Home > SD in general > A common misconception about aesthetics in software

A common misconception about aesthetics in software

In case you hadn’t noticed: I’m a programmer at heart 😉

Like many or most of my fellow programmers, I’m endowed both with OCD (but only ever so slightly as not to make me dysfunctional…) and a sort of built-in sense of beauty, of “doing things the right way”, when it comes to programming. Chances are that if you’re reading this, you know perfectly well what I’m talking about. It’s that nagging feeling that Separation of Concerns isn’t really observed, that a necessary Refactoring has only been abandoned (temporarily -one can always dream, can’t he/she?) in the face of short-term managerial thinking and that things have not yet been “set right” -a situation that obviously needs correcting. Unfortunately, this type of beauty is hard to make quantifiable, which lends programming a bit of an “art edge” which probably doesn’t sit well with types more interested with things like burn rate, delivered features/solved bugs and such.

The common misconception with managerial types is that this sense of beauty is totally irrelevant or even harmless to the project. Well, it’s not…

It’s both an indication of the craftsmanship (or craftswomanship) of the developer talking about it, as well as an indication of an impending problem (or the presence of technical debt, as you might call it). When a developer says something like “We should have implemented this using the Strategy Pattern.” it’s not the equivalent of “We should have hung this picture frame on the wall using wire instead of a nail.” for interior decoration. It’s the equivalent of saying “We just knocked a hole in the supporting wall. It’ll hold for now, but the wall needs strengthening and will collapse once you knock another hole into it.”. Dismissing him/her means that you’re both throwing caution in the wind as well as that you’re effectively disrespecting your developer and he/she will remember when you ask him/her to work overtime on that particularly nasty bug that crops a few months later after someone knocked another hole in that wall.

(For those of you who think that you have a Process in place for this: in my experience, having a process typically means that people shut off their brains regarding anything governed by that process. Process should be about achieving the common goal, ensuring productivity and providing safety nets, not about placing blame.)

Not listening to your developer having this sense of beauty can and will hurt your project. The bigger issue is that, from a managerial viewpoint, there’s a focus on delivering functional features. Most of the time, a developer’s sense of aesthetics doesn’t concern functionality but rather the infrastructure and architecture of the code -the look-and-feel of the code, but not so much what the code’s actually doing for the business. So, spending time on improving that will have no or no discernible effect on the number of features delivered and will not provide any business value in the near future. Again, the analogy with building a house is useful: the family will want to live in the house as soon as possible, even while it’s still under construction. Given that, having furniture and drapes seems much more important for the end users (the occupants) than having a construction which allows expansion in a few years’ time, even though some walls are creaking under stress somewhat… But, there’s a time that that expansion will be required or that those walls are cracking or even collapsing. At that point, you’ll remember that worker’s warning.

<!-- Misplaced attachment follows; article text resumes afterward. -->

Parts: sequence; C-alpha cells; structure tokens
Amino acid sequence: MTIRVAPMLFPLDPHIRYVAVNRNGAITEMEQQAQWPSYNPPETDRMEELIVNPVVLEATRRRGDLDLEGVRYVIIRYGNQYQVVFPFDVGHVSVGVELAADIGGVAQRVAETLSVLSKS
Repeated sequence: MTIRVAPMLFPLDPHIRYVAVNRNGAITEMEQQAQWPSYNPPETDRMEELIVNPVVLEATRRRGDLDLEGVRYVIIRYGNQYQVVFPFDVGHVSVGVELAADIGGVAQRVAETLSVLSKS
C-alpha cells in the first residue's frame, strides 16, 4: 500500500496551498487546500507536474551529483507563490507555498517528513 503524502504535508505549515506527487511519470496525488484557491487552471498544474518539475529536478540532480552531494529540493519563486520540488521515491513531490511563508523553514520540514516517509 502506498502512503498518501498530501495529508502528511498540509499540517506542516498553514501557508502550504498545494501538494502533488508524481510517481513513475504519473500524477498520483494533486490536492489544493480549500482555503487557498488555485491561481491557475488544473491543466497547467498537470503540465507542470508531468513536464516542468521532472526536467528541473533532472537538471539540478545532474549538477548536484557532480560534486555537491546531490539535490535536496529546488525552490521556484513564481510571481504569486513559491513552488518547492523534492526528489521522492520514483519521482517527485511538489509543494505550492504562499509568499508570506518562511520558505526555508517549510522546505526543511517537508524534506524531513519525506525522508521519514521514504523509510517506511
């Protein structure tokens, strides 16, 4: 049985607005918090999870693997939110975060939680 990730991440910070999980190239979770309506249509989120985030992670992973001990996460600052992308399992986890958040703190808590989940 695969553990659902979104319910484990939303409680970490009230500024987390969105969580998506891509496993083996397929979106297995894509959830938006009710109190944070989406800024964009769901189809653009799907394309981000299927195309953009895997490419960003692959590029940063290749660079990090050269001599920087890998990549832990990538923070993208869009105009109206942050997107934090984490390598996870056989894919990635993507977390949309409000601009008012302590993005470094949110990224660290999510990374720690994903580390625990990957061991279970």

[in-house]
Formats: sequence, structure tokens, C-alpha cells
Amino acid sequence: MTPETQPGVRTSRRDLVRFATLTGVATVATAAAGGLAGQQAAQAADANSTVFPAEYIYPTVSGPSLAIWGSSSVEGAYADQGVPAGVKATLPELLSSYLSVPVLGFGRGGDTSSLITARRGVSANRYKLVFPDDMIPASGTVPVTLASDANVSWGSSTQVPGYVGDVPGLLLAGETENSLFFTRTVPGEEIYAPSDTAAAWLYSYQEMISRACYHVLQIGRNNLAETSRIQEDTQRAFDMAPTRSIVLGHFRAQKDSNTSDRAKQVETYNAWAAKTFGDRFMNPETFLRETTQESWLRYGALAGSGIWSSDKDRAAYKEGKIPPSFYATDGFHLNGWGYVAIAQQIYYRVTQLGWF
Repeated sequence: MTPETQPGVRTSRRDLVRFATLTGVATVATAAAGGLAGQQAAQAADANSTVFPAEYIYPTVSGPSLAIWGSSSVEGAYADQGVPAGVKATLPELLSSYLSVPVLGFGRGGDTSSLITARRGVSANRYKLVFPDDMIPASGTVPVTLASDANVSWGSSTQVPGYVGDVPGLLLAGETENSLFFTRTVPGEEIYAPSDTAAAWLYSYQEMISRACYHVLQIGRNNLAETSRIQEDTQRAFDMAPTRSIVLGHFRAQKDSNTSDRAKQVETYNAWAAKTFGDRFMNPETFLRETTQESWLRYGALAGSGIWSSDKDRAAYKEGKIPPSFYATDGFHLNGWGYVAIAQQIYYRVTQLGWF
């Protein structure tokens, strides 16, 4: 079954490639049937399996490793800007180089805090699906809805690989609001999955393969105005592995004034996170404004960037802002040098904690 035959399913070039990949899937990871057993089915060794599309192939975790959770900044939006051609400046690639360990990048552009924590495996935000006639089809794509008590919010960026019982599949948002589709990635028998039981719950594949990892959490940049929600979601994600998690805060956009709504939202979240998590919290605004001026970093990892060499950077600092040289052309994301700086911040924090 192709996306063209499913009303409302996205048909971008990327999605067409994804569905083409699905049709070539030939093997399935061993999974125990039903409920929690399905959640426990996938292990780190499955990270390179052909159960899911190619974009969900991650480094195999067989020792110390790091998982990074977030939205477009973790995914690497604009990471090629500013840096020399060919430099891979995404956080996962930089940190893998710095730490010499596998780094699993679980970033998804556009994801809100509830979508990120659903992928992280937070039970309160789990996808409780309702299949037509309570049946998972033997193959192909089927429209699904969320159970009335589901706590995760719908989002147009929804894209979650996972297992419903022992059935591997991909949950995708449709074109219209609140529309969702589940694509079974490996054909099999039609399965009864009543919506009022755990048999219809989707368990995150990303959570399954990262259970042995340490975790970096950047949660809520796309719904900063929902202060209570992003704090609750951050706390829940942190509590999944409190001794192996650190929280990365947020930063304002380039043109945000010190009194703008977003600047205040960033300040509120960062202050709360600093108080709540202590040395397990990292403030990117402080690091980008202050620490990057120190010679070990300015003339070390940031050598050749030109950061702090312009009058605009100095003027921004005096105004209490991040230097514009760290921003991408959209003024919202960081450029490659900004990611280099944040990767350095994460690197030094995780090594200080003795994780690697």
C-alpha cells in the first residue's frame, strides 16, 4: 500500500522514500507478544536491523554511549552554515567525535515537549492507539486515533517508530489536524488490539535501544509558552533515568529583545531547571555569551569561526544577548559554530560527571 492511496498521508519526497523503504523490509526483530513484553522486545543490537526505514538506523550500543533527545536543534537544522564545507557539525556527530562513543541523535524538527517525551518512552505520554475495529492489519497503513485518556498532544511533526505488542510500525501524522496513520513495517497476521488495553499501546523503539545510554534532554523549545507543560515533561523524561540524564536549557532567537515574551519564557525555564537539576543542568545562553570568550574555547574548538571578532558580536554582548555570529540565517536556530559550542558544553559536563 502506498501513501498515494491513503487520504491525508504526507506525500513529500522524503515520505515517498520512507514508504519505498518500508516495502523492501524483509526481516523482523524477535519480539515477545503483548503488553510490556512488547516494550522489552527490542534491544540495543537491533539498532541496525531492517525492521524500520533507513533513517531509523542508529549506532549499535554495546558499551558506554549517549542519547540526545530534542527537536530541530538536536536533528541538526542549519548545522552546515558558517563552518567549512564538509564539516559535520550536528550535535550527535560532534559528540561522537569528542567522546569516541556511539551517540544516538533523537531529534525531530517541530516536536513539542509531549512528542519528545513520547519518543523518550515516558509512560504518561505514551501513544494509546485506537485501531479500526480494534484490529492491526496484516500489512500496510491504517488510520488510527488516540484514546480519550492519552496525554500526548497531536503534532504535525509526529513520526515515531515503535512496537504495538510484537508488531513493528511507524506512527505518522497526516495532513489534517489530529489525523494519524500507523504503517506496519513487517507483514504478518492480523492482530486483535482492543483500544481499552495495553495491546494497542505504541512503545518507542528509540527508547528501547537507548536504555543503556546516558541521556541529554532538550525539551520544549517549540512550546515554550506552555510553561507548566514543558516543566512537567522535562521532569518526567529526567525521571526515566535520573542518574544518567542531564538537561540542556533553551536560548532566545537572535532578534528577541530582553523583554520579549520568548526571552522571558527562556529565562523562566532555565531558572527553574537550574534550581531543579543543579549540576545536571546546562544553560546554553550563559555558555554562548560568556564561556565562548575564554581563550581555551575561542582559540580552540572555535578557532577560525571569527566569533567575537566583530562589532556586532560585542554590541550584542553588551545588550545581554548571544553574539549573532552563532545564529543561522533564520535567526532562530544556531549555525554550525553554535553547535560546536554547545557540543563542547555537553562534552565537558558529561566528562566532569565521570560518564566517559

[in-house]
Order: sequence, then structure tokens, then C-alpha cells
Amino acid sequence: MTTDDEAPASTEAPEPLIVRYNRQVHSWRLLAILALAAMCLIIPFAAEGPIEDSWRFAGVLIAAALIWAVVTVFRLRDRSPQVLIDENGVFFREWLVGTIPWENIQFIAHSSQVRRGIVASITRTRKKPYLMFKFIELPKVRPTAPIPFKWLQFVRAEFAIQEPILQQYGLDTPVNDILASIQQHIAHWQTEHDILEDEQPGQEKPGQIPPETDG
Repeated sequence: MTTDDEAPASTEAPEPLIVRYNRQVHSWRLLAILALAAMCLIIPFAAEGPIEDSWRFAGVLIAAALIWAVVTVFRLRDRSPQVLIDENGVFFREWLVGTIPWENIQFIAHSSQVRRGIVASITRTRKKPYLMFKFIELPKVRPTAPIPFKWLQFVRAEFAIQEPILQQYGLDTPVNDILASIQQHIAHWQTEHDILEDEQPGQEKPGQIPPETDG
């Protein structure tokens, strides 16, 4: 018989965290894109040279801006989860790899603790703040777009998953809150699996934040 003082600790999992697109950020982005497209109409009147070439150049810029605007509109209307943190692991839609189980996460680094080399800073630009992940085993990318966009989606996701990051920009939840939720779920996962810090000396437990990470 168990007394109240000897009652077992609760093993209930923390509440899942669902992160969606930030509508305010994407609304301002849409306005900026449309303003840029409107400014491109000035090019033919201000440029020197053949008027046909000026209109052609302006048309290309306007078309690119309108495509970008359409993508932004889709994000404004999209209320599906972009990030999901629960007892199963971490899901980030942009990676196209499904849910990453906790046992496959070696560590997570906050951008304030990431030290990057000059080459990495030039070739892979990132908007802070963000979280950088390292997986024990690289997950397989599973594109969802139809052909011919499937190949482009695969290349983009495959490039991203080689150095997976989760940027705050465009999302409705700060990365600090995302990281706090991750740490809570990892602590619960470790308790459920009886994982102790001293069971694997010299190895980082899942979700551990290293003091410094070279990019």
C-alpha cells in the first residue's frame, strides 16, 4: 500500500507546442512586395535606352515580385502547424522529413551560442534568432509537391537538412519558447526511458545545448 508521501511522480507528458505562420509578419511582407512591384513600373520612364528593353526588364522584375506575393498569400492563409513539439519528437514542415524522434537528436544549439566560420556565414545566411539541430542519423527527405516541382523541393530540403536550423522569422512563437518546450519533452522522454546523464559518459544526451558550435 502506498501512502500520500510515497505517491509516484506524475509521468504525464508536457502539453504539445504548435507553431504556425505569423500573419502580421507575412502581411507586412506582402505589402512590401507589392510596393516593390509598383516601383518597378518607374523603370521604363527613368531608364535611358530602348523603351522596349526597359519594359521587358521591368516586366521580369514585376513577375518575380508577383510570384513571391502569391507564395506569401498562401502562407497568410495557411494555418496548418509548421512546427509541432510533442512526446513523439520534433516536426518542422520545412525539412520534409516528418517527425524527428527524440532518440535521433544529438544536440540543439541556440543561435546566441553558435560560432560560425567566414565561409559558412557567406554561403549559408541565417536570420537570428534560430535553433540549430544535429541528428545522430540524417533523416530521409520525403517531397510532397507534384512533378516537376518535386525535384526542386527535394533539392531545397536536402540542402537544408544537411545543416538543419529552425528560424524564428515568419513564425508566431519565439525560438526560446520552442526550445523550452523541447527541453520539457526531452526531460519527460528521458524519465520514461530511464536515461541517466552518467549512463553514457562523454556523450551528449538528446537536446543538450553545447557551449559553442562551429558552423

There’s another side to my message: developers should voice their opinions more clearly and loudly and should stand up more to the powers-that-be. When a project manager asks me for an estimate and says “It’s too much. You should be able to do it in half the time, if you just employ these-and-these hacks”, my response simply is: “If you don’t like the estimate, please find some other chap to do your work and don’t call when this person’s work falls apart (unless you’re willing to take me up on the original estimate, of course).”. On one occasion, I’ve simply refused to provide an estimate for doing something the wrong/hacky way, while I was willing to put a number to the right way, which was much more risky but reduced technical debt considerably. In the end, I both proved to be right as well as earned some extra kudos for using my skills in this way for the benefit of the project.

By the way: there’s a very nice article by Jeff Ello about managing geeks.

Categories: SD in general
  1. Alard
    February 25, 2011 at 10:19 am

    Hi Meinte, I totally agree 🙂 Developers should speak up more when the quality of the code is at stake.

    BTW, a good book about craftsmanship in writing code is “Clean Code” by Uncle Bob (Robert C. Martin). It’s loaded with good advice on how to write good code, or as he puts it, to keep the code clean.

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